By Susan Mary Malone
Do book editors have to be authors themselves to successfully edit?
It depends upon what sort of editing we’re talking about. For copyeditors and proofers, no, although it often helps with idioms and the like. A firm grasp on grammar, syntax, spelling, of course is a must, but having written successfully isn’t mandatory.
However, every great developmental editor I know also writes, and writes well. I’m not talking just blogs and articles, although those prove helpful too. But these book editors also write fiction and/or nonfiction full-length works. And, have been published (although many use pseudonyms), often and well.
Why? On first blush, it wouldn’t seem necessary for someone editing your book to be an author, as you’re coming to that person to work with your manuscript, not her own. In fact, writers express concerns to me almost daily that they fear an editor “changing the voice,” or, “altering the intent” of their books. Boy, I’d be concerned about that too! I hear horror stories of that happening every single day.
A great editor, however, has firm boundaries between her own work and that of an editorial client. A great editor’s job is to help the writer hone his skills, help make the book the best it can be, and otherwise stay the heck out of the way!
And that goes back to an editor having written successfully herself. She knows the pitfalls of all aspects of great fiction—having not only faced those herself, but also mastered them, or publishing success wouldn’t have happened. Not merely with stylistic elements, but also dealing with the true blood and guts of a novel—characterization issues and plotting problems and flow and voice and tone and well, we could go on and on.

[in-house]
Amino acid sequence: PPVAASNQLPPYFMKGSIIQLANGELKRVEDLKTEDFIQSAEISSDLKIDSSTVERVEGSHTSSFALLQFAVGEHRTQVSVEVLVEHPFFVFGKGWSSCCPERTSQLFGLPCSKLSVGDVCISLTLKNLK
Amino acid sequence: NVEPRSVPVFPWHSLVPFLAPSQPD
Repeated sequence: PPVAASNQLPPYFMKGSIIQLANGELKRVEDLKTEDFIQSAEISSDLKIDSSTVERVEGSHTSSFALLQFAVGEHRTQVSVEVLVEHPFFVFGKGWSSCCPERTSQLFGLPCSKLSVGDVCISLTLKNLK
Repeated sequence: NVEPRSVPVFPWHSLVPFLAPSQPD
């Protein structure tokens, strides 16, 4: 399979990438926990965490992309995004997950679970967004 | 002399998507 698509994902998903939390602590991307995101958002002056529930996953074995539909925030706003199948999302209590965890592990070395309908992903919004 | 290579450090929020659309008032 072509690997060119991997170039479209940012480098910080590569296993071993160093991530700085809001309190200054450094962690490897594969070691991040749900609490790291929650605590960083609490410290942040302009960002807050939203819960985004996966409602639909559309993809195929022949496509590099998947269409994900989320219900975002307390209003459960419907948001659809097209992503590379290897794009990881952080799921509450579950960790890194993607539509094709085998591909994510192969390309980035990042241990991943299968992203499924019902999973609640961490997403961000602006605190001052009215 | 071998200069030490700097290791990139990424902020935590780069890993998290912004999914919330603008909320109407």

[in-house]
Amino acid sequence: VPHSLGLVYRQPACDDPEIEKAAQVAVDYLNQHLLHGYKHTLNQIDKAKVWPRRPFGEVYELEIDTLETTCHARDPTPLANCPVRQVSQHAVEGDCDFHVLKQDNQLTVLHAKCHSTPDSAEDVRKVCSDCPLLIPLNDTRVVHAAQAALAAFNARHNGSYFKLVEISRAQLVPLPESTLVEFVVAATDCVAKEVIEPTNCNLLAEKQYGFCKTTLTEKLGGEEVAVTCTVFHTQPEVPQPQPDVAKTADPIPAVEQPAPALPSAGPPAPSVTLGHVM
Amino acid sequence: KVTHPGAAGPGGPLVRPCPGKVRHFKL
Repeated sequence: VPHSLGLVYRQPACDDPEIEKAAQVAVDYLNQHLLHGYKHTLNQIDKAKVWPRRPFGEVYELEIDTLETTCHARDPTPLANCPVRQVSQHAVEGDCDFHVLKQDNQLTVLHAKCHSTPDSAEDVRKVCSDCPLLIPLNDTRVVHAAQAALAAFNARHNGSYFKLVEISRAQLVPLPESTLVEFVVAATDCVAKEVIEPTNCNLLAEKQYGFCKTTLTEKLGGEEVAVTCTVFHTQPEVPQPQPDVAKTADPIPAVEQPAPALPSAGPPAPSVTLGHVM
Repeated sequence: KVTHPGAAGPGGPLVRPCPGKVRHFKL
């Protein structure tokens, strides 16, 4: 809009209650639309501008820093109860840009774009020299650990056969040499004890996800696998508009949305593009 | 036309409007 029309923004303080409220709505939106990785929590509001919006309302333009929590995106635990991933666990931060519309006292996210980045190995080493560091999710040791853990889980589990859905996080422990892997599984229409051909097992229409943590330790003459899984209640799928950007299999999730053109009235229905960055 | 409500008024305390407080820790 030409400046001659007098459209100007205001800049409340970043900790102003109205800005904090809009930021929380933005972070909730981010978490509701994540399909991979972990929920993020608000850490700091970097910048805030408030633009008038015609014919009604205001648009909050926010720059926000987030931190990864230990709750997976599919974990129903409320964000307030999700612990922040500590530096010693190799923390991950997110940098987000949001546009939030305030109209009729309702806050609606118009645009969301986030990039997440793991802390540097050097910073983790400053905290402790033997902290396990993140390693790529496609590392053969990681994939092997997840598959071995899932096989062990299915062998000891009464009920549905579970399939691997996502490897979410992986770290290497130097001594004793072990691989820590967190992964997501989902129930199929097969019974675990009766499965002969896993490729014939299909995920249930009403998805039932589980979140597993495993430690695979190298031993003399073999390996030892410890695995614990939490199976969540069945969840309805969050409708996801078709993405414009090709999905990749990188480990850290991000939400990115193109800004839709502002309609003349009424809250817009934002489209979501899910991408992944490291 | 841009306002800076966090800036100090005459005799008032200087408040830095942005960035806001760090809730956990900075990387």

The point of great editing is not just to identify the problems. Astute readers can do that—hence the rage these days of “Beta” readers. And those can be helpful, but only to a point, and that point is far from getting you to a publishable manuscript.
The point of great editing is helping you figure out how to fix the problems. Giving suggestions and examples, many ways of getting you from “In the beginning,” to “amen.” And all the while maintaining the pristine, unique virtues of your voice and intent. Great authors have fallen into the same black holes new writers face, and mastered those, found ways to climb out (and better yet—not to fall in again!) or they wouldn’t have been published in the first place.
And doing so is tricky. That’s also why even great authors aren’t always great editors. Those firm boundaries must be in place, as well as a gift, if you will, for finding ways to help other writers claw out of those holes, and make their books publishable.
This requires a unique skill set, part experience, and part simply a knack. And finally, a love of the word and books and a deep desire to help make others’ works wonderful as well as their own . . . Tough shoes to fill indeed!
I often liken the author/agent relationship to a marriage. And the developmental editor’s role as that of marriage counselor. So, choose wisely. That person will have a huge impact on your writing career, and we want that to be positive!